Earlier this month, Sund provided Congress with the clearest timeline yet of the events leading up to and including the Jan. 6 insurrection, while naming other law enforcement agencies and a slow bureaucracy that both harmed the department’s ability to secure the building that day.
Bioreports obtained a copy of the Feb. 1 letter, addressed to House Speaker Nancy Pelosi and the ranking members of each party in the House and Senate. In it, Sund details the intelligence briefing process and the delays Capitol Police had in getting aid once the assault on Congress was underway.
Here are some key parts of what he noted in the letter:
- On intelligence: Sund’s account alleges a failure of the FBI, US Secret Service, Department of Homeland Security and the DC Metropolitan Police Department to anticipate violence on that day, and said it was reasonable to rely on that intelligence since earlier pro-Trump rallies had been similarly assessed and were not violent. “The entire intelligence community seems to have missed this,” he wrote.
- On resources: Sund also wrote it was clear to him that within minutes of the mob arriving at the west front of the Capitol, the “situation was deteriorating rapidly” and that the agency didn’t have the resources it needed to keep the Capitol secure without help from outside agencies.
- On delays in aid: Sund also provided a timeline for the aid he sought from local law enforcement agencies and National Guard units, and an accounting of the meetings he had after the perimeter had been breached while he sought assistance. It took more than four hours for requested Guard troops to get sworn in at the Capitol, and more than 1,700 police officers from 18 nearby jurisdictions convened at the Capitol in the interim to clear the building of people and potentially hazardous materials.
At least two officials, Army Lt. General Walter Piatt and former House Sergeant at Arms Paul Irving, cited the “optics” or “visuals” of deploying the National Guard in their hesitance to deploy them, according to Sund’s accounting.
The tone of the letter at-times appeared defensive and Sund took issue with the use of the term “fail” to describe the US Capitol Police’s conduct that day.
“I do not believe that the US Capitol Police failed,” Sund wrote. “Greatly outnumbered and against tremendous odds, they kept the Members safe.”
The US Capitol Police force is part of Congress and has the sole responsibility for the building’s security. The agencies cited in Sund’s letter are part of the executive branch of government and don’t have authority to force USCP to take any action.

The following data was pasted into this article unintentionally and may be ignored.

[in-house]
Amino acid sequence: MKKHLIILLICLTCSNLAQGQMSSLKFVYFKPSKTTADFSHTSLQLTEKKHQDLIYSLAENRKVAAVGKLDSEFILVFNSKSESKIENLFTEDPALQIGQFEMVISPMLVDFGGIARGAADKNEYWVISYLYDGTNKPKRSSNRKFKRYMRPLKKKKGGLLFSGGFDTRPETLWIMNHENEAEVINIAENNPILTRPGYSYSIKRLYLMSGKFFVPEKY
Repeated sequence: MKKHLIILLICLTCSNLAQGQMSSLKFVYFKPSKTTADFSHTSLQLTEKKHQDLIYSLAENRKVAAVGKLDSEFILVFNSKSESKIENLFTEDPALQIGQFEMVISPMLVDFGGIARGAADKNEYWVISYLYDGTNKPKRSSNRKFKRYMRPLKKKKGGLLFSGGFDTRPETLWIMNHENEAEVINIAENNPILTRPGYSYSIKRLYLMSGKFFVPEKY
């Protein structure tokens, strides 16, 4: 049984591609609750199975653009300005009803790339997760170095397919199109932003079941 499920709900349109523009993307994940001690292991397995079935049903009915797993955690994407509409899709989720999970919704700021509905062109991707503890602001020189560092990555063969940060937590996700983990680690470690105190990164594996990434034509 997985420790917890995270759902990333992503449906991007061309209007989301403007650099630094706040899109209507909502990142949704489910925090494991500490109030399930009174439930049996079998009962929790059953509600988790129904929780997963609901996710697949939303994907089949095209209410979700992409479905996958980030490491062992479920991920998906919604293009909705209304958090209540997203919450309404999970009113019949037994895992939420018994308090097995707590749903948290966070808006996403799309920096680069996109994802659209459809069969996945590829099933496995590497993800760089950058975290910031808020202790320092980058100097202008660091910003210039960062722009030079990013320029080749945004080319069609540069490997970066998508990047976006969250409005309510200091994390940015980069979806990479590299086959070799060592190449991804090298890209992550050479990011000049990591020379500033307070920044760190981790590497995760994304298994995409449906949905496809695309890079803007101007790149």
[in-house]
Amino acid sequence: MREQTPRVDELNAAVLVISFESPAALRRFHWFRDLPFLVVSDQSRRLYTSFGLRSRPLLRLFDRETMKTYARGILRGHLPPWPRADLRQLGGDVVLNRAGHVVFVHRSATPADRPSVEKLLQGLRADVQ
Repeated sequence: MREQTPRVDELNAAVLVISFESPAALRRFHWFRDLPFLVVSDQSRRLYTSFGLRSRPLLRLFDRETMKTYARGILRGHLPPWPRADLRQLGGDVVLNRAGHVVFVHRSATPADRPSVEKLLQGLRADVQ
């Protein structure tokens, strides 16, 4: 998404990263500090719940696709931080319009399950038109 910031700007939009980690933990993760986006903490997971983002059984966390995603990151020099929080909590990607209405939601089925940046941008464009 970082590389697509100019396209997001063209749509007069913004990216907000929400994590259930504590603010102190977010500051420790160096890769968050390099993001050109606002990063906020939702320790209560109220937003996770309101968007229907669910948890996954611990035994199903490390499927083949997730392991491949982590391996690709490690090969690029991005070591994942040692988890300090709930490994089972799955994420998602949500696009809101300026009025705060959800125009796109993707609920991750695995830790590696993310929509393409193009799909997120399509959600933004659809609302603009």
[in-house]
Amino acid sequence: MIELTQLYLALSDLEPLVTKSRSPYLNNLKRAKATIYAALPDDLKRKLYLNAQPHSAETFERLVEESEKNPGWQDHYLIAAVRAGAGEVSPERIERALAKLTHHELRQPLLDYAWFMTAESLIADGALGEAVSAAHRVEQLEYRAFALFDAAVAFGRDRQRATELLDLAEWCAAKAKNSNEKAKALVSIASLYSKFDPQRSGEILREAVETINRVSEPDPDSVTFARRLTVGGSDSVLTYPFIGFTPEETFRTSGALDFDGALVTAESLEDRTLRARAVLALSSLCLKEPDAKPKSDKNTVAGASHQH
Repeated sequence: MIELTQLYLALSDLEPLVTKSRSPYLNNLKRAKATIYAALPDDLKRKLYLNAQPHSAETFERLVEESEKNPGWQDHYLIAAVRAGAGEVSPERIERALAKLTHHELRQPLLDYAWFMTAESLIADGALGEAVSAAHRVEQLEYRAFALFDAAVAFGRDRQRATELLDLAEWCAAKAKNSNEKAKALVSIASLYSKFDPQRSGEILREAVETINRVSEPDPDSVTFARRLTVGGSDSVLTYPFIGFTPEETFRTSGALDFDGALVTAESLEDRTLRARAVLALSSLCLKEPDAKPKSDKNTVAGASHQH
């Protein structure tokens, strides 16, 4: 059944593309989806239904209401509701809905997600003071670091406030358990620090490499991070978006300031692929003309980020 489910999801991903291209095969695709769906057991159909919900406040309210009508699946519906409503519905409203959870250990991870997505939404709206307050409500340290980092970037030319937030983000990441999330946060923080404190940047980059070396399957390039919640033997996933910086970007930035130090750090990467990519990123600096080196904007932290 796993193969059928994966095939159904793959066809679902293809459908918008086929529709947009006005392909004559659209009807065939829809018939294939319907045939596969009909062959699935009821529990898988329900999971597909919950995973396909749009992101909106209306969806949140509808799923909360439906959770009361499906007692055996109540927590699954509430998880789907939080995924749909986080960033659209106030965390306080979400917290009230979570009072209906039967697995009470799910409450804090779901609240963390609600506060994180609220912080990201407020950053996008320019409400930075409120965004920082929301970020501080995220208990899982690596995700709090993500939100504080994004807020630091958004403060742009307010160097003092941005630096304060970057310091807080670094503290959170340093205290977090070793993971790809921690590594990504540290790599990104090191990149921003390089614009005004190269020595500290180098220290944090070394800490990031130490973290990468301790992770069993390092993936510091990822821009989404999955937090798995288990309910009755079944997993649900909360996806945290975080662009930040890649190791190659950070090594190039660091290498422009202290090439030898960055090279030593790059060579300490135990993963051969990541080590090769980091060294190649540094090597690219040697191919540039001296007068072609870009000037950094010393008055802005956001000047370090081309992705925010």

All four of the requested witnesses are slated to testify during today’s Senate hearing on the Jan. 6 Capitol attack, according to two sources familiar with the plans.
The Senate Homeland Security and Governmental Affairs and Senate Rules committees invited the following witnesses to testify based on their critical roles in security planning for the joint session of Congress on Jan. 6:
- Metropolitan Police Acting Chief Robert Contee
- Former House Sergeant at Arms Paul Irving
- Former Senate Sergeant at Arms Michael Stenger
- Former United States Capitol Police Chief Steven Sund
As Bioreports previously reported, a committee aide described Tuesday’s hearing as a first opportunity to get answers to key questions surrounding the events of Jan. 6, including why the response from law enforcement was delayed and why the rioters were allowed to breach the building.
Federal prosecutors have charged at least 250 people in connection with the Capitol riot, according to a Bioreports analysis of court records and Department of Justice announcements.
These defendants come from 40 states and the District of Columbia, according to a Bioreports analysis.
Not surprisingly, there are more defendants hailing from the largest states in the country, like Texas, Florida, Pennsylvania, New York and California. But when analyzed on a per capita basis, the states with the most defendants as a share of the population are Montana, Biden’s home state of Delaware, and Pennsylvania.
There are 10 states that don’t have any defendants – primarily smaller states scattered across the country.
Ryan Ashlock of Westwood, Kansas, was the latest to be charged. He is facing charges of conspiracy, obstruction of law enforcement during a civil disorder, obstruction of Congress and knowingly entering or remaining in a restricted building.
The conspiracy charge is in connection with a group of five other individuals, said to be associated with the Proud Boys, that investigators previously charged with conspiracy in connection to the Capitol riot.
“ASHLOCK moved closely with the other subjects in proximity, but also appeared to gesture and communicate to one another before entering the Capitol in an apparent effort to coordinate their efforts, before ASHLOCK ultimately separated from the other subjects,” investigators wrote in an affidavit.
Like the others charged by prosecutors in the conspiracy, investigators say that Ashlock wore orange tape on his clothing, in addition to, “tactical style gear, including a vest, goggles, knee pads, and gloves.”
They also identified him as an individual seen in video pushing against a police barricade outside the Capitol and being pepper sprayed by police.
There’s no information, according to the affidavit, that Ashlock made it into the Capitol building.
The FBI investigator that authored the affidavit also explicitly stated it’s still under investigation, saying that there may be others that could be charged in this specific conspiracy.